Dave basks in the sunlight of the Mohave Desert for a neo-noir that’s among the best of its decade, and its writer-director is on hand to tell the story of its creation.
“Let’s face it”, asserts filmmaker Harris Done, “You’re not likely to get a second feature if you’re first one doesn’t succeed. That’s how Sand Trap came about; from my desire to make a first feature that would have all the elements needed to make its money back through home video.”
And what a debut SAND TRAP (1997) is.
A sweat-stained, noir-tinged, Mohave desert-set doozy of a thriller.
Done had started out as a cinematographer in the early ‘90s, lensing Schlock Pit favourites like Edward Holzman’s Forbidden Games (1995) and Phillip J. Roth’s Digital Man (1995) – although his desire to develop his own picture was becoming hard to resist.
“I just really wanted to get a film of my own made,” he explains. “I knew I could shoot action and I knew I could make things look good, but I couldn’t afford the normal locations around Los Angeles and didn’t want it to look low-budget. So I thought about something that could be done with a lot of day exteriors. I was shooting a short film called Yokels for Martin Schenk, a USC classmate, in the Mojave Desert and was really taken by the vast expanse and variety of epic looks that were available for the taking. We shot in abandoned mines, small ghost towns, dry lake beds – amazing locations that didn’t look cheap. I felt if you could use the vacuum of the desert as a story point, they would be an asset.”
It’s not just an asset. The sweltering backdrop of the Mohave is very much the core of Sand Trap, despite a brief suburban beginning which introduces us to Nelson Yeagher (David John James). He’s an odd cat who, though successful and affluent, is a tad sexually unappealing – which is all too apparent from the look on his wife Margo’s (Elizabeth Morehead) face during an intimate opening sequence. Much to her relief, their sexual shenanigans are interrupted by a home invader who almost leaves her husband for dead. It’s an unexpected and violent event that poses several questions, yet it’s one that’s quickly moved on from, as a bruised Nelson heads to the desert with Margo in tow. Joining them is his best friend, Jack (Brad Koepenick), who wants him to check out a potential investment property. Once in the blistering sunshine, it’s clear that something is afoot, as a petrified Nelson is left dangling from a cliff with the sneering stare of his passenger towering over him. Another attempt on his life – but one that with have a cataclysmic effect on the lives of the three people involved…
It’s noir-ish overtones are hard to ignore, and you could say it’s a little reminiscent of Roy Ward Baker’s Inferno (1953), which also found its lead (Robert Ryan) out in the desert with his scheming wife (Rhonda Fleming) and her loyal lover (William Lundigan). As far as Done is concerned, he’s been obsessed with the form since college:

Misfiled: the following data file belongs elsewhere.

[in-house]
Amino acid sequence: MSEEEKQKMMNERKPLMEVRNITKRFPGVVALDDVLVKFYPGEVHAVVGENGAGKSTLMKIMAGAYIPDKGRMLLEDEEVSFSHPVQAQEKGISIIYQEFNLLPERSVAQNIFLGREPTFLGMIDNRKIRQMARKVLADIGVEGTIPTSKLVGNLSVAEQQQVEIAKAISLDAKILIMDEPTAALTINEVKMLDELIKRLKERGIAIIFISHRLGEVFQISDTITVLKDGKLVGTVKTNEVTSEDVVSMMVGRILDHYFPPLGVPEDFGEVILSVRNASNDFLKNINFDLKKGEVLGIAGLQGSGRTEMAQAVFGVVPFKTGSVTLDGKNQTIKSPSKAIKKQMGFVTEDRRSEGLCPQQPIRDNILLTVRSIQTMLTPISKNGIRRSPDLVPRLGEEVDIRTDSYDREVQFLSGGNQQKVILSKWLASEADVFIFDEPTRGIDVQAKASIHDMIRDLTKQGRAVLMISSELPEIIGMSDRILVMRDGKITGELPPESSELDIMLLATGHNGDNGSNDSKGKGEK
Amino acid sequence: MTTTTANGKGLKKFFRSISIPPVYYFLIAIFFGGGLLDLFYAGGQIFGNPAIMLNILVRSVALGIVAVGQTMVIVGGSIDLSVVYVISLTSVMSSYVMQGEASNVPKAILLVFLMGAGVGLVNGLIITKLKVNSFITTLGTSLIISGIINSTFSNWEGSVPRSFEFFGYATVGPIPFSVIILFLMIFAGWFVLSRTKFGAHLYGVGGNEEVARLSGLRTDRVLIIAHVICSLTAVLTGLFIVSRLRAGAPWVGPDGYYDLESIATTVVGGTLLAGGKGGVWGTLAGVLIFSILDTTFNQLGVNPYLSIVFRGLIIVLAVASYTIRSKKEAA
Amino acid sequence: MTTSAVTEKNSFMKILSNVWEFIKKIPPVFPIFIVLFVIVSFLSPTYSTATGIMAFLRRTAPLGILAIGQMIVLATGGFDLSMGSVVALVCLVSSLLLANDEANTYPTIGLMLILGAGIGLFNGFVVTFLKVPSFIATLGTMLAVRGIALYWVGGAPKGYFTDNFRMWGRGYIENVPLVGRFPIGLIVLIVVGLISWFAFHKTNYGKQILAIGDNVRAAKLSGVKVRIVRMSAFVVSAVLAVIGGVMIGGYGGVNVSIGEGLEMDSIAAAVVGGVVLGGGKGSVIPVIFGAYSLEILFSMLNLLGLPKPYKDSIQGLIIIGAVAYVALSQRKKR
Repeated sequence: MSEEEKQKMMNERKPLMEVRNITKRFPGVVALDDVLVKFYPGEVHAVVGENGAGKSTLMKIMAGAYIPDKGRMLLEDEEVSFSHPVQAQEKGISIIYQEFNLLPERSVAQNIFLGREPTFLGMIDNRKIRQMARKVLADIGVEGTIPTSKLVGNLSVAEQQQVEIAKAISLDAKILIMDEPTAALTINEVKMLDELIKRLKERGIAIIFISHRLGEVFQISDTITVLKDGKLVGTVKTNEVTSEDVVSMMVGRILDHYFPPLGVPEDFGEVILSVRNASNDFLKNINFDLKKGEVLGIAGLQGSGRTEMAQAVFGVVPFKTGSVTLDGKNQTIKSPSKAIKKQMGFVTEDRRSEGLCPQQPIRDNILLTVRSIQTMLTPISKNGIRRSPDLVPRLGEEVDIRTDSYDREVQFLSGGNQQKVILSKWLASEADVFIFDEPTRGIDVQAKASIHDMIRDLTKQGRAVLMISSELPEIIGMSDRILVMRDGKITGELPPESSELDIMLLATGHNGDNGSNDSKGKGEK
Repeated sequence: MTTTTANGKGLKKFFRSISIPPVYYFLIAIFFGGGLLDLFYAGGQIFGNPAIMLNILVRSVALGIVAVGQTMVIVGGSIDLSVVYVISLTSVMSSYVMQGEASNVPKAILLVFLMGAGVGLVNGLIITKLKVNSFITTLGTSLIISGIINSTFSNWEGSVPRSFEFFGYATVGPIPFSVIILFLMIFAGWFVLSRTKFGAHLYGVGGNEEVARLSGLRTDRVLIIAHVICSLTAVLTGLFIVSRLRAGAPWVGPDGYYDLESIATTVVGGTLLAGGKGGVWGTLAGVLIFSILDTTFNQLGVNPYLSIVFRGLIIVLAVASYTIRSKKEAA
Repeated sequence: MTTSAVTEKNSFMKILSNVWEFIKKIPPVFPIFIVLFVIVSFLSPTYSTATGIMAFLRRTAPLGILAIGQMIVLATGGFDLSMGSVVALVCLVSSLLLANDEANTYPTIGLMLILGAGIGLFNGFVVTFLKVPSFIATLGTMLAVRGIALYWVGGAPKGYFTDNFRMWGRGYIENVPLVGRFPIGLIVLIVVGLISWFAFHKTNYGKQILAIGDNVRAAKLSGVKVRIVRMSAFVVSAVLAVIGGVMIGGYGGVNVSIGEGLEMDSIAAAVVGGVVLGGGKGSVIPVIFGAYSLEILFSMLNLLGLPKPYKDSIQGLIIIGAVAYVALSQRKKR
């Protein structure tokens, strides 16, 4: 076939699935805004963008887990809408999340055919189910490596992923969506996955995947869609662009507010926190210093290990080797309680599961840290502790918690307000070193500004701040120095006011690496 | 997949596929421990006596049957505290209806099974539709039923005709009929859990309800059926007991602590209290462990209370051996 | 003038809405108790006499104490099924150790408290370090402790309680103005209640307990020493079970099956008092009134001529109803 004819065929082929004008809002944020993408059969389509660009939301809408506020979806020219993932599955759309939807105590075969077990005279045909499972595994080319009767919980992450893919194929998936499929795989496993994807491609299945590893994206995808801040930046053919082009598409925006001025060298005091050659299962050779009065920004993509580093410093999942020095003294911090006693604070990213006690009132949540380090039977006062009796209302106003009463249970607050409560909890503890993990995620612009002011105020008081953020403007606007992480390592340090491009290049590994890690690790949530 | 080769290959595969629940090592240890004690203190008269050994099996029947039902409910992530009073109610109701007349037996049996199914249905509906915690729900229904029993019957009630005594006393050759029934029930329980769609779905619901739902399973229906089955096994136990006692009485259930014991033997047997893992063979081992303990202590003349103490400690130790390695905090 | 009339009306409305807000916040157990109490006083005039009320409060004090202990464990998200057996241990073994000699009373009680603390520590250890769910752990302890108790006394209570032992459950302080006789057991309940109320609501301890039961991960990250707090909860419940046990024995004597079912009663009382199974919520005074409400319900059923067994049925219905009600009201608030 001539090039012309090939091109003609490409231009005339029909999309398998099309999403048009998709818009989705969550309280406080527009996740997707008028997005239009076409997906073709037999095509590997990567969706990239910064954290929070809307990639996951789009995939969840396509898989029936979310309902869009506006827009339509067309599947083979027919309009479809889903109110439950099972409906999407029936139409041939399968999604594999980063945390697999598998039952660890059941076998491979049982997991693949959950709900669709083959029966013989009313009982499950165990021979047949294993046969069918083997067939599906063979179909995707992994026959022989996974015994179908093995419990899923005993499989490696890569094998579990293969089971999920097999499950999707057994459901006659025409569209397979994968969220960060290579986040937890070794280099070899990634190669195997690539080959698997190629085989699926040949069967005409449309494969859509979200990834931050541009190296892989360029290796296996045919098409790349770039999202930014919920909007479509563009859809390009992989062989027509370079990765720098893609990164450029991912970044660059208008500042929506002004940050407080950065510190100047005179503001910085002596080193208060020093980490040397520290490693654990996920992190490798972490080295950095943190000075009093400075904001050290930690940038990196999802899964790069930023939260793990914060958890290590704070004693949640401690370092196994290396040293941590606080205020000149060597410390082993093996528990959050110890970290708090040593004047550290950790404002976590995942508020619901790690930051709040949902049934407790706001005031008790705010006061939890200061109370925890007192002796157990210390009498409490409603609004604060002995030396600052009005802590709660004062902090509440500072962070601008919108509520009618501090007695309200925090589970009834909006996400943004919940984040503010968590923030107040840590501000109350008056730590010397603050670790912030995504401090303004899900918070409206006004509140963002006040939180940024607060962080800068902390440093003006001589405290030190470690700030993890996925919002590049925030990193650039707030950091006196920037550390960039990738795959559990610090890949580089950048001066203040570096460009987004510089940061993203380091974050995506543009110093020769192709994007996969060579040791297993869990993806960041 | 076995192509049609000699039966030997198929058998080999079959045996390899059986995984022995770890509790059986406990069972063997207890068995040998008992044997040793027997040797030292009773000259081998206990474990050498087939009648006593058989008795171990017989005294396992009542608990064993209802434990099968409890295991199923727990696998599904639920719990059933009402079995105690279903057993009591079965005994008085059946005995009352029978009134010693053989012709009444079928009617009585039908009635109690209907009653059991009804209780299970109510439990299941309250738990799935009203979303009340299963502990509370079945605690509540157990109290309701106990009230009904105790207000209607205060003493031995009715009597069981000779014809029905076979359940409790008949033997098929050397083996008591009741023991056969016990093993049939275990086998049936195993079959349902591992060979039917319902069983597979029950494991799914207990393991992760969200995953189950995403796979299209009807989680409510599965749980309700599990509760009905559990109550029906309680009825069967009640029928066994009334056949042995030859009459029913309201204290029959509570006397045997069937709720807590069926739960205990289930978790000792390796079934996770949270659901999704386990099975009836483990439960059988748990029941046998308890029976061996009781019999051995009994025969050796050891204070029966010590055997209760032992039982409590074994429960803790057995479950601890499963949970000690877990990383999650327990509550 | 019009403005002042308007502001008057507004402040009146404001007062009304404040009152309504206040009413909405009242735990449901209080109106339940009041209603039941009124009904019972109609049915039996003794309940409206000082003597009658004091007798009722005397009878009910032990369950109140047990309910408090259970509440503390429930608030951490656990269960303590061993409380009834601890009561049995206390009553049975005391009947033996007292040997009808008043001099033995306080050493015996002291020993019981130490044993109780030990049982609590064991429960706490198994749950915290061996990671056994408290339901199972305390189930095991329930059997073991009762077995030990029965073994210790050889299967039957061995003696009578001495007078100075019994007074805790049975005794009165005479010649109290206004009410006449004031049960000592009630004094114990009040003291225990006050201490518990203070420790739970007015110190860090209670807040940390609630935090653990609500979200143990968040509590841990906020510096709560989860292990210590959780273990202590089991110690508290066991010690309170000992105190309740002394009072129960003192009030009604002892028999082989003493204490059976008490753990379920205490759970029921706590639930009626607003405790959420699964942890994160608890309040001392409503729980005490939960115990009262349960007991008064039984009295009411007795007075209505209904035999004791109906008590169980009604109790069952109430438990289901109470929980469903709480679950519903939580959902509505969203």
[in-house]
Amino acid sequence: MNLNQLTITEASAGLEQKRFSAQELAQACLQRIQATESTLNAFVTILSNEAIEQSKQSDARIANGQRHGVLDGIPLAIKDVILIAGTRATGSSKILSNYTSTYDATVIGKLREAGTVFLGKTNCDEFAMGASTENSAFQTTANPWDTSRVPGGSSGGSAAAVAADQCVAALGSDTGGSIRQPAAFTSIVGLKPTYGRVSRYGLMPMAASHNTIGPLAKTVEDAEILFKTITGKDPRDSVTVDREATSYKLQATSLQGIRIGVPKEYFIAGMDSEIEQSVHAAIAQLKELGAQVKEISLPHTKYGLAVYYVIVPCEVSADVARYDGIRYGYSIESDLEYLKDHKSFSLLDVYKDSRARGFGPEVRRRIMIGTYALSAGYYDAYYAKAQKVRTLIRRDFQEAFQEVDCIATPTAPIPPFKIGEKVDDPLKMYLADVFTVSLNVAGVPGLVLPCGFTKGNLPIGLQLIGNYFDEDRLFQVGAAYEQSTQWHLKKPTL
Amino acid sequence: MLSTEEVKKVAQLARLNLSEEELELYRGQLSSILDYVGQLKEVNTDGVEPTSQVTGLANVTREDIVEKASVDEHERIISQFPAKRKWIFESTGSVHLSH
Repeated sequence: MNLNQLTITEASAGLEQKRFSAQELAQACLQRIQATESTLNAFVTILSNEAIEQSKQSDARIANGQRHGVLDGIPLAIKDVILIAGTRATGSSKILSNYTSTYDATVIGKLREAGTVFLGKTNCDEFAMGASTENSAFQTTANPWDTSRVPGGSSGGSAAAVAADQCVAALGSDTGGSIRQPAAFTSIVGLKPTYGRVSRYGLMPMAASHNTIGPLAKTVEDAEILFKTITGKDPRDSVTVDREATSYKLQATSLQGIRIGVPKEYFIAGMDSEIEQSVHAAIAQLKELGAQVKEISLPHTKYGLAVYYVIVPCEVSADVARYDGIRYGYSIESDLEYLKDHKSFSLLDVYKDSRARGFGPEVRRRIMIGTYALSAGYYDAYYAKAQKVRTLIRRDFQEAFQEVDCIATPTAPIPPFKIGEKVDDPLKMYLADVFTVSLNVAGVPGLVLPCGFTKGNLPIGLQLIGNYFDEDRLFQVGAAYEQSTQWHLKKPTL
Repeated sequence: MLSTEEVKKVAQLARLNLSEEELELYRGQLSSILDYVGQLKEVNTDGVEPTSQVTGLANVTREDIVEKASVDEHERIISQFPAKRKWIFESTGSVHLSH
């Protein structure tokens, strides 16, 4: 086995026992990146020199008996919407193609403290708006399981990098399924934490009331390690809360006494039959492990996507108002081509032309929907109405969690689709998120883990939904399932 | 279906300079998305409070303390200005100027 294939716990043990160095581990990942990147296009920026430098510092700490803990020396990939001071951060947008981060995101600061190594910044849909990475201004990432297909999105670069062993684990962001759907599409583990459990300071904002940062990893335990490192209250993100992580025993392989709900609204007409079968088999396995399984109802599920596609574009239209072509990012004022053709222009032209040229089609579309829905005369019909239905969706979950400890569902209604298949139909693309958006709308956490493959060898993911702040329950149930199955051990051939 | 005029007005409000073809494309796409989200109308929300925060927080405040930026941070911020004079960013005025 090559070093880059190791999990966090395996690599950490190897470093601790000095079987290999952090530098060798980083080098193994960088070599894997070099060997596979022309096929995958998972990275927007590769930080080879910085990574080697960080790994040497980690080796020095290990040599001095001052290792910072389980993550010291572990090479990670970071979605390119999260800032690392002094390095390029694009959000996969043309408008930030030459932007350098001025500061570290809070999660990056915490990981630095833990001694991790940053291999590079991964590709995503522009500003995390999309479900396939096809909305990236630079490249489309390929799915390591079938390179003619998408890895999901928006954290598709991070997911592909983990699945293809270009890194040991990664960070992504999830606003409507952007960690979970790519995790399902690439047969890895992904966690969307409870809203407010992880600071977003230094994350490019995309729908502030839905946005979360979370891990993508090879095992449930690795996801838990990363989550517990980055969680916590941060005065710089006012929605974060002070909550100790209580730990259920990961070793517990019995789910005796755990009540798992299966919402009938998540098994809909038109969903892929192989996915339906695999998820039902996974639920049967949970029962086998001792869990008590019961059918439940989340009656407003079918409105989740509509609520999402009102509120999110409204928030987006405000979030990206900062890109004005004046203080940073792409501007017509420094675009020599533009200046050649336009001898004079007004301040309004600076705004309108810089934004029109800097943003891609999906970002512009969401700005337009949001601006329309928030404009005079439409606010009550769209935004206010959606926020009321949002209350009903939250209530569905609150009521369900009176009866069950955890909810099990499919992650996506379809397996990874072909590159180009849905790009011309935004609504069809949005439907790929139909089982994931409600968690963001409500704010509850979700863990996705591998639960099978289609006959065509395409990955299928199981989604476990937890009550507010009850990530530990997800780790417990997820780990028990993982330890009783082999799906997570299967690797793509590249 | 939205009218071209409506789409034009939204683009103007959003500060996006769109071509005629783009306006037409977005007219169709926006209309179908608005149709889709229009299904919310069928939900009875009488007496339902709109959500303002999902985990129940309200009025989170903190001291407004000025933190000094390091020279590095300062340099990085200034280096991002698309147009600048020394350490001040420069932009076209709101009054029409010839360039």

“I had been a fan of film noir since seeing Double Indemnity (1944) in film school. I thought a sexy, noir-style thriller but set in the desert would satisfy all the factors that the home video market needed.”
“I wrote the original draft with locations in mind that I knew I could get for free. I sprinkled in some of my family history and some desert delusions which made for a wacky mix, but the characters did the talking and I would just try to keep up while typing. A USC classmate, Jerry Rapp, liked it and pitched doing a rewrite together. He felt like it could be a festival darling along the lines of Blood Simple (1983), and this new draft was a bit more twisted and edgy in all honesty.”
He’s right too, which is what makes Sand Trap even more unique. It has the dexterity to flip between jet black comedy and stunning savagery with consummate ease. Both Keopenick and Morehead are excellent, but, hands down, it’s James that’s a revelation – and it’s a role that Done found virtually impossible to cast.
“We cast some really good people, but had a tough time finding our lead, Nelson. Nobody seemed to get him. It was depressing to see actors do his scenes, and I began to worry about the movie working. Then David James came in and absolutely nailed the audition. He brought a lot of heart and humanity and made the comedic moments work.”
“Looking back, we actually had the script optioned a few times, and it was nearly made for $2.5million with Peter Riegert as Nelson, John C. McGinley – who I always loved from Oliver Stone’s films, and I wrote Jack with him in mind – and a new actress named Julianne Moore as Margo. Sadly, it fell apart. In the end I convinced the investors I could do a good version for $60k, shooting on 35mm, on an eighteen day shoot, including film processing, telecine, a high fall, a helicopter day, and a police car blowing up!”
“We were such small crew. Everyone worked for a small per diem and deferred pay. We delivered an offline edit to our investors, and we were able to get another $50K to do post sound, and make a release print and video master for sales markets. In the end it won a couple festival awards and sold to home video all over the world. The entire crew was paid, and our money men all made a profit which meant I was hired to make some more movies.”
Premiering at the Newport Beach in April 1997, Sand Trap was unleashed into video stores by the hallowed distro PM Entertainment. It made the leap to DVD a decade later thanks to Echo Bridge, but it’s currently languishing in OOP hell, having never made it to a number of other territories like the U.K.
Most of the films on this site deserve some kind of reappraisal, but Done’s feature sits resplendent in the top tier.
It’s that good.